Sam Mendes has created a cold and bleak world in which Lear publicly divides his Kingdom amongst his three daughters. Here is a version of a totalitarian state; an absolute monarchy in which the army shore up the whims and fancies of their King. It is an overwhelmingly masculine domain in which familial relationships are brutally sacrificed for political gain. At more than three hours, this is not an easy production to watch; it is violent and unremitting, but staged with a film-like breadth and intensity that will feel like you’ve been through an emotional mangle by the end.
Two families are presented, first Lear and his ungrateful daughter, with whom you initially sympathise, exasperated by a father who continues to demand a share in the power he, by choice, relinquished. Lear imposes himself on Goneril’s palace with 100 knights who contemptuously wolf-whistling as she enters a room – hardly appropriate behaviour to a Royal princess. This is not a world where women can prosper and it’s hard to believe the daughter’s rule would ever be accepted. Anna Maxwell Martin plays effectively against type as a vampy Regan, a fur-coated gangster’s moll goading her bullish husband to hideous acts of torture. Soon the grasping political nature of the sisters is revealed as they plot and scheme to permanently remove their father, and eventually each other, from office.
Simon Russell Beale’s Lear is very competent, although quite shouty and inaudible at times. He’s a despotic ruler, short-tempered and easily riled – especially when his vanity is wounded by Cordelia’s refusal. Like a school bully, his power is drawn from the mob around him and as they desert him he is unable to retain his sanity. But Lear is a mass of contradictions; he is simultaneously an enraged tyrant and loving father, whilst at the height of his madness, he lucidly recalls the cause of his troubles. Russell Beale’s complex and watchable performance captures all of this, but he’s initially so alienating that he couldn’t engage my sympathy until the final scene. Overall he’s less compelling than the other big performances this winter, Tennant’s monumental Richard II and Hiddleston’s frighteningly powerful Coriolanus.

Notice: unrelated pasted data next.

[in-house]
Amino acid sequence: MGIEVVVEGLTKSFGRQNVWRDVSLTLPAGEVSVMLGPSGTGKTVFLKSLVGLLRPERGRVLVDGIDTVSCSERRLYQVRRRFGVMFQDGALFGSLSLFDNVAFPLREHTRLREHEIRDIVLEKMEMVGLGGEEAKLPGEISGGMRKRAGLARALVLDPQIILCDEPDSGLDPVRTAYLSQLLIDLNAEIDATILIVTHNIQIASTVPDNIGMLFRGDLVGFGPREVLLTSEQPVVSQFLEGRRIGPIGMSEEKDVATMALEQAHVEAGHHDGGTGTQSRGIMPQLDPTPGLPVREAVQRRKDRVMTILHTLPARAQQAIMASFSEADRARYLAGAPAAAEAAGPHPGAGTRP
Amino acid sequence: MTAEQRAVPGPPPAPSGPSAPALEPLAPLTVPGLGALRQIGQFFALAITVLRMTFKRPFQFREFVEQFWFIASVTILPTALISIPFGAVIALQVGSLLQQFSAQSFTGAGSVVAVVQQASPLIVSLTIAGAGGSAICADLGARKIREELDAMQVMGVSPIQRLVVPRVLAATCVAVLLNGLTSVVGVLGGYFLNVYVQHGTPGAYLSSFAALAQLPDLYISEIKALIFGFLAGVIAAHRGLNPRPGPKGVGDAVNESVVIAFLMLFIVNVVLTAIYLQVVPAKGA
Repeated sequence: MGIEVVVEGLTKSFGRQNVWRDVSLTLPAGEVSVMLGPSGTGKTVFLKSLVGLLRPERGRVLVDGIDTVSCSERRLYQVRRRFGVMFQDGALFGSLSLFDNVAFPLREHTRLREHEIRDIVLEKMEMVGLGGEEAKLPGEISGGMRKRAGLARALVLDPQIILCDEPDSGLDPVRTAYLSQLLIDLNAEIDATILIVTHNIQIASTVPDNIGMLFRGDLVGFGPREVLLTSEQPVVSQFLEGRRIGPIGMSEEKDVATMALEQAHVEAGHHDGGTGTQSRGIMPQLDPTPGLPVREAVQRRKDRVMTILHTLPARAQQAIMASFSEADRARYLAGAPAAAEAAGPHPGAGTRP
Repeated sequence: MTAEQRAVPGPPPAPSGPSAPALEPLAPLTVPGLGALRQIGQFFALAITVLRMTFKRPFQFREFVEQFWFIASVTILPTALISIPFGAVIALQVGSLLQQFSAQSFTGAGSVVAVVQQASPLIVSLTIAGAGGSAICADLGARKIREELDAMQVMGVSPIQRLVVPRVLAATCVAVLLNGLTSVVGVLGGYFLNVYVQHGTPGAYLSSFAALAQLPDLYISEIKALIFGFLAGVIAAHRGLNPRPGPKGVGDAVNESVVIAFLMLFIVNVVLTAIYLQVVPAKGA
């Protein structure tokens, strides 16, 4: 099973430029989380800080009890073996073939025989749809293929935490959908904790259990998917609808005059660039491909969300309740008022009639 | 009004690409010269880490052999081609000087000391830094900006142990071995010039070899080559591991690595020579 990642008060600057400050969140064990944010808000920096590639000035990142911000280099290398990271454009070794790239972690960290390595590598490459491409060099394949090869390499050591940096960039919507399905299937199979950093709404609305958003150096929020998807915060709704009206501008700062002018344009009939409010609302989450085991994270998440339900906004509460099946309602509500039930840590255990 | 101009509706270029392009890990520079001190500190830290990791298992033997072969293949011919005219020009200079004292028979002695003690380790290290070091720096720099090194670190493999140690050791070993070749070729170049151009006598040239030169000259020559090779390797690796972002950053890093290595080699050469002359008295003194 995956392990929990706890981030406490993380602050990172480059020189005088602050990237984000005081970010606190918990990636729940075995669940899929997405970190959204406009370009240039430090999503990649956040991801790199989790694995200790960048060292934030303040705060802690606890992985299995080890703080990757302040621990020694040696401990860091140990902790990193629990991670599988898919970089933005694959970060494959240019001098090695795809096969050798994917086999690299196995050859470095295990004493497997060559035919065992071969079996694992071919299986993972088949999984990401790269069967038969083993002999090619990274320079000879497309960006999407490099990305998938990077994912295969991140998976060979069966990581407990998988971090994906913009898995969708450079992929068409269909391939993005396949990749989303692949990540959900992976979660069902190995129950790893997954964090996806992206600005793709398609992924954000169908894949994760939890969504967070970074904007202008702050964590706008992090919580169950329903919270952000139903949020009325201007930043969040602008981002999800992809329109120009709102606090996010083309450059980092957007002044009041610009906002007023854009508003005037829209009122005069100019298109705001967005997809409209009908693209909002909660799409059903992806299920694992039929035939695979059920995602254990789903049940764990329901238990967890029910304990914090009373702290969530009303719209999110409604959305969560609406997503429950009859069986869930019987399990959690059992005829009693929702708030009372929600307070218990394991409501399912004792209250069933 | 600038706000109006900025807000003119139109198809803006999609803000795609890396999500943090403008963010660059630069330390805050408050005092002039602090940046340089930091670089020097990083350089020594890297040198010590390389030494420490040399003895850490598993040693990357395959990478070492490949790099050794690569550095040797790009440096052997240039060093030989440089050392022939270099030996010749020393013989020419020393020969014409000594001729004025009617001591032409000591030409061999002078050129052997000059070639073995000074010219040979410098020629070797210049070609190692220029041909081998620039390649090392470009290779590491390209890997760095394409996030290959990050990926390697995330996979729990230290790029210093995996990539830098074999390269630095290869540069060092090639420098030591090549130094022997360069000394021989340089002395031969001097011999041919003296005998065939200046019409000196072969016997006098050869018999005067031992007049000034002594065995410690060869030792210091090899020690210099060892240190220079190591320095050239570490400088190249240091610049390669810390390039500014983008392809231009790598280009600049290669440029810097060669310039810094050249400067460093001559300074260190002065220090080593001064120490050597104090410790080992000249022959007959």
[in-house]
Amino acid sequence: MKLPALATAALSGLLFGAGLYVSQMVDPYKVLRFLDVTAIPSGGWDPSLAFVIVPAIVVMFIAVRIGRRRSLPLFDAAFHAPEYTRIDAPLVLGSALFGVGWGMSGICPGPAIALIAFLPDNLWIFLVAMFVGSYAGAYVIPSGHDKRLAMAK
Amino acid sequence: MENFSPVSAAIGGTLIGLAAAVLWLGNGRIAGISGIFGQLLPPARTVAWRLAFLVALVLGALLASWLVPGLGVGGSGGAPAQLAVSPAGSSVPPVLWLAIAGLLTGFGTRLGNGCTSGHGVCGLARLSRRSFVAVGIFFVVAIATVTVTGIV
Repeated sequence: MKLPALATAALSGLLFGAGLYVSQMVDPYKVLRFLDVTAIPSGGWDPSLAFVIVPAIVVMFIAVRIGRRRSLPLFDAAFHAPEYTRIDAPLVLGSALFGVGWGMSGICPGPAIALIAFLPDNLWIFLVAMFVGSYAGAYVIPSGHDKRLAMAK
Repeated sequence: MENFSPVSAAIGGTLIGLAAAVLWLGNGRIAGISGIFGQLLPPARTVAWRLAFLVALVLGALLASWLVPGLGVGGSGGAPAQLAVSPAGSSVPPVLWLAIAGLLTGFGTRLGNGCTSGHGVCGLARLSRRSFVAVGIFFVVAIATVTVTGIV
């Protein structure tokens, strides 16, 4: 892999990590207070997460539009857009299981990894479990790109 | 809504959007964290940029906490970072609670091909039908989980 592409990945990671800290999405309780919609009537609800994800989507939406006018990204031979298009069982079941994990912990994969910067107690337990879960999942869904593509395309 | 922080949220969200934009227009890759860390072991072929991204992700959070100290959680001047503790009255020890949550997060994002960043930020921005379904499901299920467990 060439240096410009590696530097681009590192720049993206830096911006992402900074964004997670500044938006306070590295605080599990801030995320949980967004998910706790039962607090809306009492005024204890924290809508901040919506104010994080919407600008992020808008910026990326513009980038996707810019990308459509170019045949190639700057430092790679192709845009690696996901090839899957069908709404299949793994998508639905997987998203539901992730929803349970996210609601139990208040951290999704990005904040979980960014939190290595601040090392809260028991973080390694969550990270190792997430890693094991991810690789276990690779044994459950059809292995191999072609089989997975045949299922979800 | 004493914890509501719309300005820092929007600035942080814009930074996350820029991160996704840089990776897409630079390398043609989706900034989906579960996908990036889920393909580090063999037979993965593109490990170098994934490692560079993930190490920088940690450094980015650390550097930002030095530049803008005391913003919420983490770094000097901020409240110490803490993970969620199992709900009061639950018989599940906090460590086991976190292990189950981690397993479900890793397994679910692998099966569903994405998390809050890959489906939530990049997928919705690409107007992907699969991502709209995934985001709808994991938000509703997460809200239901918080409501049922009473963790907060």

However, the other family examined here, Gloucester and his sons – Edgar legitimate and Edmund not – was genuinely touching. Sam Troughton’s Edmund was a brilliant study of cruel ambition, destroying all around him; he could almost have been the natural heir to the despotic early Lear. But, in a very good cast, it was Tom Brooke as Edgar and Stephen Boxer (a potentially great Lear) as Gloucester who stood out, and haven’t received nearly enough attention in the critical reviews. A fabulous performance from both, gripping from the moment they walked on stage and genuinely heart-rending during some horribly dark consequences for Gloucester, brutally played out before us. Like Polonius’s family in Hamlet, also fodder to royal intrigues, Gloucester and Edgar are fundamentally good people, almost innocently caught-up in the wider dramas, making their story all the more tragic and affecting.
Finally to the staging. Sam Mendes brings an impressive filmic quality to this production with sets signifying both the grand application of the plot’s national wars, and the frailness of the individual against the political and elemental backdrop. There are video projections of rolling black clouds, loud claps of thunder as the storm takes hold, fire and smoke as war breaks out, creating an impressive sense of epic drama. It’s certainly ambitious direction and design, and although some have been critical, I found it refreshing. Often Shakespeare is minimal these days so it’s quite fun to see a version that has chucked everything in to remarkable effect.
The major downside is there are no tickets. The second release has also sold out (the NT has an annoying habit of allowing members to buy them all so there’s nothing for public release), but check the website regularly, tickets are being returned every day and you’ll hopefully see one of those dates go orange – but be quick! Overall, the National Theatre has another winner on its hands here and you’ll certainly leave impressed by the power of this production. It’s a fine cast, well directed, and although the central performance didn’t quite grip me as other recent productions have done, this is still an exciting and fascinating interpretation.